Commission outlines advice on how NZ should reshape economy to tackle climate crisis

The Climate Change Commission has published a draft discussion paper, noting that the Government has committed to reaching net zero emissions of long-lived gases by 2050, and to reducing biogenic methane emissions by between 24-47% by 2050. It says its work shows that meeting these targets is possible – and can lead to a thriving, climate-resilient and low

But the Government must pick up the pace.  New Zealand will not meet its targets “without strong and decisive action now to drive low emissions technologies and behaviour change across all sectors”.

The country must focus on decarbonising and reducing emissions at the source.

“As a country we can no longer rely on forests to meet our climate change targets.”

In 2018, gross greenhouse gas emissions in New Zealand were about 45.5 Mt CO2-e of long-lived gases, and 1.34 Mt CH4 (biogenic methane).

The commission’s analysis shows if policy stays as it is now, the country will fall short of achieving the 2050 net zero long-lived gas target by 6.3 Mt CO2-e. Biogenic methane would reduce 12% below 2017 levels and fall short of the current target of 24-47%.

Priority areas for action include increasing the number of electric vehicles on our roads, increasing our total renewable energy, improving farm practices and planting more native trees to provide a long-term carbon sink.

Among the commission’s observations:

  • Agriculture has a large role to play in reducing emissions, and farming needs to become even more efficient. There have been improvements in the last few decades, but more can happen.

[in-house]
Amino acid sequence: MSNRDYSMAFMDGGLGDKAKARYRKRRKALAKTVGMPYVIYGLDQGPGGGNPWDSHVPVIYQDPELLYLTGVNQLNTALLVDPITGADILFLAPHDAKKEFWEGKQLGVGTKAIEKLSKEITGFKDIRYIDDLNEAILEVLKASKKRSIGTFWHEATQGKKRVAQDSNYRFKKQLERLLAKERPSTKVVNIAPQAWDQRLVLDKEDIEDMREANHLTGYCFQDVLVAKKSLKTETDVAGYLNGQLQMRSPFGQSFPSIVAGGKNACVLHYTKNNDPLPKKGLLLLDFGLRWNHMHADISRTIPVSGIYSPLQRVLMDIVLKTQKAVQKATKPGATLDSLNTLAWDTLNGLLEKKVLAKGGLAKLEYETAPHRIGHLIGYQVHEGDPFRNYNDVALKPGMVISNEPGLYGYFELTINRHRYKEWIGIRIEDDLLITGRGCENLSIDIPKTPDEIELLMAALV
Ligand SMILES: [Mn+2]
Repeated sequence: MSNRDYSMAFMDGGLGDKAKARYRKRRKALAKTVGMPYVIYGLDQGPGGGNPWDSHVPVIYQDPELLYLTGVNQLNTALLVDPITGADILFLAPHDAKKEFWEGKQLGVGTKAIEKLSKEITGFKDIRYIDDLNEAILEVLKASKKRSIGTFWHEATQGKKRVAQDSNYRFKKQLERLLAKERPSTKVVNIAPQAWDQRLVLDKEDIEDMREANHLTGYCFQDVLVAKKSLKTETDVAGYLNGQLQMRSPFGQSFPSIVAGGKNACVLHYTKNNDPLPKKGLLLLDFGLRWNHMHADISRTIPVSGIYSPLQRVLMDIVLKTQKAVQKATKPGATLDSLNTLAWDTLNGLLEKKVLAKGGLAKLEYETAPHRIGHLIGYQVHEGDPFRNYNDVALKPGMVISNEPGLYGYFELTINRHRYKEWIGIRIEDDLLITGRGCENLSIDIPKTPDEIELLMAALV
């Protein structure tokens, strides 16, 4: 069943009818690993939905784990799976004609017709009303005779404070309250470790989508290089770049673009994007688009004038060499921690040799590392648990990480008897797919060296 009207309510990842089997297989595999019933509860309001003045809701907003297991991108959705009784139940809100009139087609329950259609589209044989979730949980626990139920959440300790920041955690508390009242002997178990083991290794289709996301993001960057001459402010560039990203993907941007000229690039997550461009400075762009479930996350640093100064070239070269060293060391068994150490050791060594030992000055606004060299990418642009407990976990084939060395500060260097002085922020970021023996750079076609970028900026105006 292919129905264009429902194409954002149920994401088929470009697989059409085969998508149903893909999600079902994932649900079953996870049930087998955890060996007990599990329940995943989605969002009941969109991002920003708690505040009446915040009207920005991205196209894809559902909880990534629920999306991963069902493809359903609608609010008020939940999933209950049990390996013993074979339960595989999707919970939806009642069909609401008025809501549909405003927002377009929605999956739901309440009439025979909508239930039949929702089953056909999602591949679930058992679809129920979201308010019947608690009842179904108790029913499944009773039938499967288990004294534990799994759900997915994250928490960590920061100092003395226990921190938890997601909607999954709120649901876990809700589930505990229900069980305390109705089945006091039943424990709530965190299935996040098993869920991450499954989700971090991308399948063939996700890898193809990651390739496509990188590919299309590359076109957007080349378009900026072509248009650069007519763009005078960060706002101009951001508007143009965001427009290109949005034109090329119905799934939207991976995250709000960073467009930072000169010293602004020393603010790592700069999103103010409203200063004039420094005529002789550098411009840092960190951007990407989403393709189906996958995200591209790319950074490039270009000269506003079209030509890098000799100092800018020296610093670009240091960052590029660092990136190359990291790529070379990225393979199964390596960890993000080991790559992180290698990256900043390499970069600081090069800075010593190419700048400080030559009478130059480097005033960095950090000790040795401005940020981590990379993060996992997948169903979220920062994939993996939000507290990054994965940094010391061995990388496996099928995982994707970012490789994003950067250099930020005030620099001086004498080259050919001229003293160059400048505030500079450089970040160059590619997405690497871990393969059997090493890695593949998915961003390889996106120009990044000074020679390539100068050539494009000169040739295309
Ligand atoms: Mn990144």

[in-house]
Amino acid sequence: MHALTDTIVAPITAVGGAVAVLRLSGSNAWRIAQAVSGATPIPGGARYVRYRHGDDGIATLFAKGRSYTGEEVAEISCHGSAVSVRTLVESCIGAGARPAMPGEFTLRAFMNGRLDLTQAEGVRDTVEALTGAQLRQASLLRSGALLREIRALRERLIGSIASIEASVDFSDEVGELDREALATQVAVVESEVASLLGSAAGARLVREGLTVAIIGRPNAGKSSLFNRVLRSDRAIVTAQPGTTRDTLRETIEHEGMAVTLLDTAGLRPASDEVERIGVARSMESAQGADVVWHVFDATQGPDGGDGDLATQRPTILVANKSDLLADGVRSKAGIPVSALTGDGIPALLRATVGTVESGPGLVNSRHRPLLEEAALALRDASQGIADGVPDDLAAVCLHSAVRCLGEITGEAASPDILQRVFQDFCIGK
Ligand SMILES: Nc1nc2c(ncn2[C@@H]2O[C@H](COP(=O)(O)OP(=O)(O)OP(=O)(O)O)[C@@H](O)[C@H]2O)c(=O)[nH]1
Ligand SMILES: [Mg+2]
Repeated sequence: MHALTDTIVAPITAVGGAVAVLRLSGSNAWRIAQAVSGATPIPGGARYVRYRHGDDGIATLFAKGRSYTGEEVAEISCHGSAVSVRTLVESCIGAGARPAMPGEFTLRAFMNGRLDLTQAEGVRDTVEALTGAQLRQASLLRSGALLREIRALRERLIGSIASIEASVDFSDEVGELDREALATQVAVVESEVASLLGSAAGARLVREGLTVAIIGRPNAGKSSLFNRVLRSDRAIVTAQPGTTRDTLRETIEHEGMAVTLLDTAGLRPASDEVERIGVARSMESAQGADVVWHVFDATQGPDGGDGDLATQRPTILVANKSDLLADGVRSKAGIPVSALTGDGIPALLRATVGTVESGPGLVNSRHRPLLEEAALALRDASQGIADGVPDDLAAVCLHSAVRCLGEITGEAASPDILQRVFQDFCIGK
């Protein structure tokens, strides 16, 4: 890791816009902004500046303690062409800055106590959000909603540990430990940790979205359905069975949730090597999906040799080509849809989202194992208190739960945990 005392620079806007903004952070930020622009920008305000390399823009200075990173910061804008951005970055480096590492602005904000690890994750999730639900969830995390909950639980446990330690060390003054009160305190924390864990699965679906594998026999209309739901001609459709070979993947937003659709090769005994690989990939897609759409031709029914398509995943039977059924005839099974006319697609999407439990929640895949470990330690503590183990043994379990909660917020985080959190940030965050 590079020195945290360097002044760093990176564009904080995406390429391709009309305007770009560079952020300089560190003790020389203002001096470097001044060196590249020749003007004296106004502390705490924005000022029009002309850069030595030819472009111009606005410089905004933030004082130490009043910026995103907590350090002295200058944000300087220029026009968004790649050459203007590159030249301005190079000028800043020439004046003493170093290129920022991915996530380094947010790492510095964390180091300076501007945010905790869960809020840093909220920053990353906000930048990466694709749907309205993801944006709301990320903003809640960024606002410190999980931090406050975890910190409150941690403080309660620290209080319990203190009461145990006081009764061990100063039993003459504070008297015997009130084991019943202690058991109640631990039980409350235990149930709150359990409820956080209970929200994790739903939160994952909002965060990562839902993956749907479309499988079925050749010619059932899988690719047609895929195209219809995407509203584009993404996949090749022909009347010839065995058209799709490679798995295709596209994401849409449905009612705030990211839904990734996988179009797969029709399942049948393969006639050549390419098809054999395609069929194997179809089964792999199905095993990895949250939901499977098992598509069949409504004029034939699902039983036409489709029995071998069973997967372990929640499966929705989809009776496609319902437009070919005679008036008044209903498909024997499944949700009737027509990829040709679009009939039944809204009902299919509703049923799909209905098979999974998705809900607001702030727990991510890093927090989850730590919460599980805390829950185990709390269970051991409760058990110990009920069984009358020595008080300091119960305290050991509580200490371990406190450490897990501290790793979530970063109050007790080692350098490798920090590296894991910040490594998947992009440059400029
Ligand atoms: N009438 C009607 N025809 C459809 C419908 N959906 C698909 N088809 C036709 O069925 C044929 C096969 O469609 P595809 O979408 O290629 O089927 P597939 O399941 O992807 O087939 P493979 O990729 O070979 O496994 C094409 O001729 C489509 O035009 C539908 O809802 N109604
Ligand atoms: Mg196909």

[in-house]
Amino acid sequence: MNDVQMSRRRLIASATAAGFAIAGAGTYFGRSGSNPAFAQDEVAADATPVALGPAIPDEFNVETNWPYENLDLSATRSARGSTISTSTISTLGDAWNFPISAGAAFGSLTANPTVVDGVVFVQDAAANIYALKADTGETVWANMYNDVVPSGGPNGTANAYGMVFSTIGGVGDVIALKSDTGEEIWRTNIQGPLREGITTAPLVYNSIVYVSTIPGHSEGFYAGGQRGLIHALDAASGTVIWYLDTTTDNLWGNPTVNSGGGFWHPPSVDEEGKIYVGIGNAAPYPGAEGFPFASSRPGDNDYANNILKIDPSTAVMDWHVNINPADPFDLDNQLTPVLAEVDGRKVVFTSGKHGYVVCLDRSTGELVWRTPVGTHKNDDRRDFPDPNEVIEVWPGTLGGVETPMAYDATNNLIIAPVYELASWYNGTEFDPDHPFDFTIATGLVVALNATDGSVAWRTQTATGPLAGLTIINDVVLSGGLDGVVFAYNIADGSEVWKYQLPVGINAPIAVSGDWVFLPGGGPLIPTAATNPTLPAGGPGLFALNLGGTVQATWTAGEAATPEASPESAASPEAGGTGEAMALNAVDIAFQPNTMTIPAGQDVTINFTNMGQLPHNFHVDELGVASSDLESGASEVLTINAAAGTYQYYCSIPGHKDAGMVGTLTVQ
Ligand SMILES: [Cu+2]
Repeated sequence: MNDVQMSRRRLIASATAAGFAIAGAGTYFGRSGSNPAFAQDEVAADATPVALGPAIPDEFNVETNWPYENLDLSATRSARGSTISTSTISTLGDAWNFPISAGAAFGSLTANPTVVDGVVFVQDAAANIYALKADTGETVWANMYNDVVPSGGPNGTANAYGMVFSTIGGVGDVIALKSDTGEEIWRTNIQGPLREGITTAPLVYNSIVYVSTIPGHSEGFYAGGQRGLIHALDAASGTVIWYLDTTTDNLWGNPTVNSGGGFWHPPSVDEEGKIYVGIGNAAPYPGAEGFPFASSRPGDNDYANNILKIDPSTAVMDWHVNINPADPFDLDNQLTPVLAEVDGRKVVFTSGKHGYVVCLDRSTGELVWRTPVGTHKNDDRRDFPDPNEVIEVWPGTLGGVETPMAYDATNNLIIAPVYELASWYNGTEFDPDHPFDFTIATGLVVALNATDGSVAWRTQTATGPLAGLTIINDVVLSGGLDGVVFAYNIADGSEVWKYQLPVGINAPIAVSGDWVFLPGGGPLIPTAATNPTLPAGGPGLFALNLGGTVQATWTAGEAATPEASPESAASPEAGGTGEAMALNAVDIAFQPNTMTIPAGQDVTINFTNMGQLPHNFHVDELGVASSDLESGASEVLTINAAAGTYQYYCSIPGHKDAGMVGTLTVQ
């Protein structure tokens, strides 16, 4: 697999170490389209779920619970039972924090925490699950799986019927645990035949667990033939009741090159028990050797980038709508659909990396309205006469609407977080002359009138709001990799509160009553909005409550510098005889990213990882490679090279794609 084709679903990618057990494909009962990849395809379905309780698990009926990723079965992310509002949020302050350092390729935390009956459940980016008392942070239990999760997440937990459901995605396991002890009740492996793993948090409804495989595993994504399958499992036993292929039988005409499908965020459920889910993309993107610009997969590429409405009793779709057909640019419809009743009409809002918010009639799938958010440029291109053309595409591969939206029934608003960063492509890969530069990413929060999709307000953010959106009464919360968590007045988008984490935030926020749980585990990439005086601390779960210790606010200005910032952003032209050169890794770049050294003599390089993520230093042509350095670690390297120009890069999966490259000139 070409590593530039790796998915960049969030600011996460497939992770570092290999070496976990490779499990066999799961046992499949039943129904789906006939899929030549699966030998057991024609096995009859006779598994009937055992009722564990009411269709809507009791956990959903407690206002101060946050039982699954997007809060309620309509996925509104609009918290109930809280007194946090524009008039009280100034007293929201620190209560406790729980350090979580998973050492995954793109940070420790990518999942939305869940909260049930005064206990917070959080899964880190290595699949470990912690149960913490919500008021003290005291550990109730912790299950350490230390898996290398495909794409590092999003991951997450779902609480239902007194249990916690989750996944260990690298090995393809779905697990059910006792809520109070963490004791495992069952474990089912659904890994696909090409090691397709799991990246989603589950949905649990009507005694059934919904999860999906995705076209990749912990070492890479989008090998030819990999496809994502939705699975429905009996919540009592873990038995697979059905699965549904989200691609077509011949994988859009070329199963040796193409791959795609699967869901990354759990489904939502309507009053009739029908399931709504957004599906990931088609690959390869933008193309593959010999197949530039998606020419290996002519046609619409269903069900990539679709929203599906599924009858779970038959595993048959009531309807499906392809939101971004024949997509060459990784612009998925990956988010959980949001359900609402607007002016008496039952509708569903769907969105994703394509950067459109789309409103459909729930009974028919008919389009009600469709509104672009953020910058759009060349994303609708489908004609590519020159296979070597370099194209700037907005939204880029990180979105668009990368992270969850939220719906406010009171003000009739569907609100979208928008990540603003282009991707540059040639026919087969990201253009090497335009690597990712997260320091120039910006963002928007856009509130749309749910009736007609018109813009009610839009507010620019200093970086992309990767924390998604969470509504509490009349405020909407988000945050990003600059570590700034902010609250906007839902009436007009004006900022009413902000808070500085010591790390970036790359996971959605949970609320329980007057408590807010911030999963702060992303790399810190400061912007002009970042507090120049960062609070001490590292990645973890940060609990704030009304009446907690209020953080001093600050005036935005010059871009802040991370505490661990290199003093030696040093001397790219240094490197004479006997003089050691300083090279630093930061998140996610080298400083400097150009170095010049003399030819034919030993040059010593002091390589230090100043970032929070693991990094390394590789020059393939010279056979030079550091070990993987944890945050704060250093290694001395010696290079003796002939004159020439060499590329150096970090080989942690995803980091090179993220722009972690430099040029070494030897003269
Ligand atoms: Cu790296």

• New Zealand has been an agricultural world leader over recent decades. It must adapt and improve our use of our land to keep this status. This means developing, adopting and using practices and technologies that lower emissions and address climate change.
  • Forests have a role to play, “but we can’t plant our way out of climate change”.

The report says the Government needs a cohesive strategy that includes water, biodiversity and climate.

There are multiple benefits to taking a holistic view of how we use and protect our land.

There are changes farmers can make now to reduce emissions on their farms while  maintaining, or even improving, productivity. This includes reducing animal numbers and better animal, pasture and feed management. Policy support is needed to make this happen.

The commission’s advice advocates for a long-term plan for targeted research and development of new technologies to reduce emissions from agriculture.

Pine trees will still play an important role in getting to 2050 and could support a future bioeconomy, as bioenergy to replace fossil fuels and as timber for building.

Existing forests, small blocks of trees, soils and wetlands can all store more carbon. Work is needed to better understand this potential and how to include this in accounting systems.

Native forests can create a long-term carbon sink while providing a range of other benefits, like improving biodiversity and erosion control. Incentives are needed to get more native trees planted.

In 2018, agriculture emissions made up about 90% of biogenic methane and 18% of long-lived gas emissions. This is 1.2 Mt CH4 and 8.3 Mt CO2-e, respectively.

Long-lived gases from agriculture are largely nitrous oxide, coming from animal urine and synthetic fertiliser use. Smaller amounts of carbon dioxide are emitted through other types of fertiliser.

Biogenic methane emissions from agriculture are primarily from deer, sheep, beef and dairy cow burps.

By 2035, the commission’s path shows that biogenic methane emissions from agriculture reduce to 0.97 Mt CH4, and long-lived gases reach 6.9 Mt CO2-e. “This puts us on track to meeting our 2050 target”.

The draft proposal will be open for public feedback starting tomorrow until 14 March.

Source:  Climate Change Commission

Author: Bob Edlin

Editor of AgScience Magazine and Editor of the AgScience Blog

Leave a Reply